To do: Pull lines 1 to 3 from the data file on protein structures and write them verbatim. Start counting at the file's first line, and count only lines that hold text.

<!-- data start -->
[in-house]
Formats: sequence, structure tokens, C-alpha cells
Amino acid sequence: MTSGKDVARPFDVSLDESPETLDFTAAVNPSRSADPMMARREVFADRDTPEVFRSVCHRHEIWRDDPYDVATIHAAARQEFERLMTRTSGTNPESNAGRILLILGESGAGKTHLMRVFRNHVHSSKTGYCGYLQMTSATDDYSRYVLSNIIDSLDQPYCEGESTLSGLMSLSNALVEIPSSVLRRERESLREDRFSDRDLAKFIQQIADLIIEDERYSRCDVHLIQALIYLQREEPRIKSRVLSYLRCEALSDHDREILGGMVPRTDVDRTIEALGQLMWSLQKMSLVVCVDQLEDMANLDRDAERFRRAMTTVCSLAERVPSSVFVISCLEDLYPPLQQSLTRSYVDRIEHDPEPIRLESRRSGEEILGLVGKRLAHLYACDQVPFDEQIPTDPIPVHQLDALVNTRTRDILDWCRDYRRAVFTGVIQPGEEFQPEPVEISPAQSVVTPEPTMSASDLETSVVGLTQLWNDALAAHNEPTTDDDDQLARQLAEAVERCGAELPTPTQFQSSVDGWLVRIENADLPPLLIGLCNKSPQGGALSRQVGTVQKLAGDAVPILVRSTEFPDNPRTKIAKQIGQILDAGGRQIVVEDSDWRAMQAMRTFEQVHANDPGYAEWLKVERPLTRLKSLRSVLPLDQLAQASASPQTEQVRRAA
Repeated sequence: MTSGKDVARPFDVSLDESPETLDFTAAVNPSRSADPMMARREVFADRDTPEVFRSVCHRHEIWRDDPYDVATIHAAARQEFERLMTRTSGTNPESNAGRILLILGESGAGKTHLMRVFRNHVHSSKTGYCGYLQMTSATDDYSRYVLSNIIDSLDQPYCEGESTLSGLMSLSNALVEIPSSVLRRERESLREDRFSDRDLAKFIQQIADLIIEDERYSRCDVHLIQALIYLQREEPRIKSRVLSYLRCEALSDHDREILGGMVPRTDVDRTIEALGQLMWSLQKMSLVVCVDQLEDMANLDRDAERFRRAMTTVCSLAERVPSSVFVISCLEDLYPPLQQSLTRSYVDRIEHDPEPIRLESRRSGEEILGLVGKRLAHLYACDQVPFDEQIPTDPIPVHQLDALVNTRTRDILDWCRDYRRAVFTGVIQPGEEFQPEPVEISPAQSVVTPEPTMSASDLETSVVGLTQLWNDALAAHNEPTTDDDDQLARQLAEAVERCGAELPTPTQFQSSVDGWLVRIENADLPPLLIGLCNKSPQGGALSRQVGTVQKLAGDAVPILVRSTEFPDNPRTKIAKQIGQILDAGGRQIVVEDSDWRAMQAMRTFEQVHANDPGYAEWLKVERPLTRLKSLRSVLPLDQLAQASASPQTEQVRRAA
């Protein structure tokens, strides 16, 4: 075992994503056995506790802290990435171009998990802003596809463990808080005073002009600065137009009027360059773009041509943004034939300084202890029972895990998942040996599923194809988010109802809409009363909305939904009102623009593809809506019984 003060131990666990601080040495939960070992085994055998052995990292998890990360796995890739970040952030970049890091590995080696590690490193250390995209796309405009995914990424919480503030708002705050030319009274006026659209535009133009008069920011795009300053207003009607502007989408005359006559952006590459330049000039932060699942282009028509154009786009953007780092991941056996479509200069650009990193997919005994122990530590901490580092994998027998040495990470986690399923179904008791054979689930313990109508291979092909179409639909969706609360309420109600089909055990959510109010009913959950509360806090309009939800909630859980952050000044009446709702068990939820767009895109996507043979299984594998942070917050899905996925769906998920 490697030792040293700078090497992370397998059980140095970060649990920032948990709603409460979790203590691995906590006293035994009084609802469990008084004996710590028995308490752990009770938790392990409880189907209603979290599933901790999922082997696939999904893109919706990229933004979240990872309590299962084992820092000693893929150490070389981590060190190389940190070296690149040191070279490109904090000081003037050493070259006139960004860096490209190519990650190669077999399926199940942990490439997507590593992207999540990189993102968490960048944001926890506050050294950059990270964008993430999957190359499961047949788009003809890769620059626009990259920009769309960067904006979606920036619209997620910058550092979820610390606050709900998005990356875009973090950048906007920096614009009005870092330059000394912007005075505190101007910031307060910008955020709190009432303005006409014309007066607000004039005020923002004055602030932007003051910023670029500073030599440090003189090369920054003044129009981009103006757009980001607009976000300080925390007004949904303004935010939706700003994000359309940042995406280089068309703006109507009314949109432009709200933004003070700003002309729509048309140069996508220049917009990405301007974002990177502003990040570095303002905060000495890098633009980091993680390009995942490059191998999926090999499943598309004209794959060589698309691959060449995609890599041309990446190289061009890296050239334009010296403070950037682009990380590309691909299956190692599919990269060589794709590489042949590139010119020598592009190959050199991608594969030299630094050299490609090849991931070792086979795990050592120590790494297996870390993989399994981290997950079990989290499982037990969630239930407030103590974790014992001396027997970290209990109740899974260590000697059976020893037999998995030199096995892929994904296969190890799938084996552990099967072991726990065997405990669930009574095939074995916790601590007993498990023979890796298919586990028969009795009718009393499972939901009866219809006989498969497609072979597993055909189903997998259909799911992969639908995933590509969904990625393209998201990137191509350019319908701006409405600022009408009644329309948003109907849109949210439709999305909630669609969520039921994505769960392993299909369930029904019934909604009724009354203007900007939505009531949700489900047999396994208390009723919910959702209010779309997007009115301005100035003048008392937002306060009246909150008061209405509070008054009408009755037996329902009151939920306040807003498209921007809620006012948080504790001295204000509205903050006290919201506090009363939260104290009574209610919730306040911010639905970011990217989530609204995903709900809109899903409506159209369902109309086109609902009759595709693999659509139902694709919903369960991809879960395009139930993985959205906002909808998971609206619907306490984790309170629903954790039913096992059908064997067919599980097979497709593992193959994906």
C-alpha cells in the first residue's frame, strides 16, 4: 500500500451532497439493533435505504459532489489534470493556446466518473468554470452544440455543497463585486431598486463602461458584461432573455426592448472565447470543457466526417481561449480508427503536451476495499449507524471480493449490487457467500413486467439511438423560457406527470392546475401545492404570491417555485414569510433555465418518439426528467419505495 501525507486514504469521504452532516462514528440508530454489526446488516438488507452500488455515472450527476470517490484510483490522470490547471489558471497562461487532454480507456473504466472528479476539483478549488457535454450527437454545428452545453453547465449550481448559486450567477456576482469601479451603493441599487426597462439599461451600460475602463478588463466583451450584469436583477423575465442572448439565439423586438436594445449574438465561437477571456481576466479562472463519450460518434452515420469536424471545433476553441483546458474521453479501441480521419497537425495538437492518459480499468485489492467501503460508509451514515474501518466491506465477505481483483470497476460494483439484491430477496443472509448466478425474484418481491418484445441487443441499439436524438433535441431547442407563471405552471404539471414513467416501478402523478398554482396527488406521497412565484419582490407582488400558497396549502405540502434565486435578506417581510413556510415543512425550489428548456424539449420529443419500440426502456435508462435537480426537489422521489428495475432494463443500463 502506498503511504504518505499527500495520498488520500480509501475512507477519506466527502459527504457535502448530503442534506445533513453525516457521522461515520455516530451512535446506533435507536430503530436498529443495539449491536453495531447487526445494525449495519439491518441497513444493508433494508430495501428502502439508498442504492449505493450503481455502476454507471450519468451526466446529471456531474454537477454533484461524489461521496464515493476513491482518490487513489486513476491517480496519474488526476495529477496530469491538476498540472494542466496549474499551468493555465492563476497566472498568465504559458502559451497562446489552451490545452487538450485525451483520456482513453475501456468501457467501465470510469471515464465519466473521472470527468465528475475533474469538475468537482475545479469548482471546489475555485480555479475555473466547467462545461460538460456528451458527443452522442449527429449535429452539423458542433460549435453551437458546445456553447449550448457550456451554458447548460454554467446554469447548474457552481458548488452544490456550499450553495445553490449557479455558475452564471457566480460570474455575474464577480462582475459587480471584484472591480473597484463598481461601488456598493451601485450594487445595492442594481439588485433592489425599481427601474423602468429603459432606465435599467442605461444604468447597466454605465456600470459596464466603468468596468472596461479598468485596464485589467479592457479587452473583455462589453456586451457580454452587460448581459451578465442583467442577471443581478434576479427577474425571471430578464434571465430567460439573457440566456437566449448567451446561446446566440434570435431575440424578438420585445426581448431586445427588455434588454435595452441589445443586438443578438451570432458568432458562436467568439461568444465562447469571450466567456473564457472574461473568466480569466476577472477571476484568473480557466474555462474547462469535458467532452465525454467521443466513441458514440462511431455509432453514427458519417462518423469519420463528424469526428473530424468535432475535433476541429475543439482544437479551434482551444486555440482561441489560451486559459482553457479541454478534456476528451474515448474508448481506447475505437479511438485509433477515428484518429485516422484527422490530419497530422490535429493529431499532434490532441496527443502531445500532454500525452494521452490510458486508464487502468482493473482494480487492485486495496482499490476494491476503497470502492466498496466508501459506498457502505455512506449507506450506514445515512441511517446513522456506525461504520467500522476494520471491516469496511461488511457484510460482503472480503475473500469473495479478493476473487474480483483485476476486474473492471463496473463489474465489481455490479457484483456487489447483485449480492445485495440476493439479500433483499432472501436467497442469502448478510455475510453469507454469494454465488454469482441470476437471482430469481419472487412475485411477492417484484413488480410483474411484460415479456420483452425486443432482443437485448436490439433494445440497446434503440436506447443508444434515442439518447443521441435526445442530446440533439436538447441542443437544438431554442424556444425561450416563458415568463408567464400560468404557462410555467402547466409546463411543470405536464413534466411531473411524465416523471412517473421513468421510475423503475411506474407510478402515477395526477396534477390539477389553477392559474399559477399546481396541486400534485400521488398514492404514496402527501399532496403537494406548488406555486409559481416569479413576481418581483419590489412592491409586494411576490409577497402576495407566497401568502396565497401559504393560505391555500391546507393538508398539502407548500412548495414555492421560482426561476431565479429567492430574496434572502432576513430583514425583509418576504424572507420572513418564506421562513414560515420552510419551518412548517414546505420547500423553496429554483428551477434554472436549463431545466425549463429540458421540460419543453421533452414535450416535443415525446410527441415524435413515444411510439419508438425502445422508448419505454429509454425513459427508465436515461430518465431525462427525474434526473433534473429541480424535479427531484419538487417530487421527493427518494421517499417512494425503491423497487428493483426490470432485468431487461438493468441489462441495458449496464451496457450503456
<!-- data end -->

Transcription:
[in-house]
Formats: sequence, structure tokens, C-alpha cells
Amino acid sequence: MTSGKDVARPFDVSLDESPETLDFTAAVNPSRSADPMMARREVFADRDTPEVFRSVCHRHEIWRDDPYDVATIHAAARQEFERLMTRTSGTNPESNAGRILLILGESGAGKTHLMRVFRNHVHSSKTGYCGYLQMTSATDDYSRYVLSNIIDSLDQPYCEGESTLSGLMSLSNALVEIPSSVLRRERESLREDRFSDRDLAKFIQQIADLIIEDERYSRCDVHLIQALIYLQREEPRIKSRVLSYLRCEALSDHDREILGGMVPRTDVDRTIEALGQLMWSLQKMSLVVCVDQLEDMANLDRDAERFRRAMTTVCSLAERVPSSVFVISCLEDLYPPLQQSLTRSYVDRIEHDPEPIRLESRRSGEEILGLVGKRLAHLYACDQVPFDEQIPTDPIPVHQLDALVNTRTRDILDWCRDYRRAVFTGVIQPGEEFQPEPVEISPAQSVVTPEPTMSASDLETSVVGLTQLWNDALAAHNEPTTDDDDQLARQLAEAVERCGAELPTPTQFQSSVDGWLVRIENADLPPLLIGLCNKSPQGGALSRQVGTVQKLAGDAVPILVRSTEFPDNPRTKIAKQIGQILDAGGRQIVVEDSDWRAMQAMRTFEQVHANDPGYAEWLKVERPLTRLKSLRSVLPLDQLAQASASPQTEQVRRAA